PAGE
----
PHARMACY

Shopping for blood-glucose meters made easy

BY DSN STAFF

LUTHERVILLE, Md. — Comparison shopping across blood-glucose meters couldn’t be easier than at Walgreens. 

Pictured here at a store just outside of Baltimore, customers can hold and feel the individual monitors and review individual bullet points as part of this pull-box display. Located just outside the pharmacy waiting area, the display also is ideal for quick and easy pharmacist recommendations.

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PHARMACY

AZ&Me sees participation increase in 2010

BY Allison Cerra

WILMINGTON, Del. — Nearly half a million people participated in AstraZeneca’s prescription savings programs.

The drug maker reported that it provided $947 million in savings last year to the more than 545,000 patients in the United States who participated. Participation in the AZ&Me prescription savings programs has increased steadily over the past three years, up 7% over 2009 and 19% over 2008, AstraZeneca said.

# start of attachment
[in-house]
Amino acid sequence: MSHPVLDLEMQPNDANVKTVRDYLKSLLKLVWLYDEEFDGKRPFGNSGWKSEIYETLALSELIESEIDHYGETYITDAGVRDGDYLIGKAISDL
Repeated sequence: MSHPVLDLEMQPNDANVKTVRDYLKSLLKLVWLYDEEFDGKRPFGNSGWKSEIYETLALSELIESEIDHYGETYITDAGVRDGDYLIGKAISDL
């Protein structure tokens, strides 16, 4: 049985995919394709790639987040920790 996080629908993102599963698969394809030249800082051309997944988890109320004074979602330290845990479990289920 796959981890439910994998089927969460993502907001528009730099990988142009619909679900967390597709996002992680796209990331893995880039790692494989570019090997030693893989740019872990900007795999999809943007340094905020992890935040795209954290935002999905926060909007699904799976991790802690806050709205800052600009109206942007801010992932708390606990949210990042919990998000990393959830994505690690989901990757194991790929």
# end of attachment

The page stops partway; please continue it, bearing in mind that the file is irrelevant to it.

An interactive map of the numbers of patients in AZ&Me programs in each state can be found here.

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Mylan looks to market generic Lidoderm

BY Alaric DeArment

CHADDS FORD, Pa. — Mylan has announced its intention to market a version of a painkiller made by Endo Pharmaceuticals and partner company Teikoku Seiyaku ahead of patent expiration.

Endo said Monday that Teikoku Seiyaku and U.S. subsidiary Teikoku Pharma USA had received a Paragraph IV certification from Mylan stating the latter’s intention to market a generic lidocaine topical patch. The drug is a generic version of Endo’s and Teikoku’s Lidoderm.

Under the Hatch-Waxman Act of 1984, a Paragraph IV certification is an assertion included with a regulatory approval application that the patents covering a drug are invalid, unenforceable or won’t be infringed by a generic version. In this case, the certification refers to patents that expire in March 2014 and October 2015.

Endo said it would “vigorously defend” its intellectual property rights. Under Hatch-Waxman, the drug maker is allowed to sue Mylan for patent infringement, which would put an automatic stay of final Food and Drug Administration approval on Mylan’s generic version that would expire after 30 months or when the companies reach a settlement.

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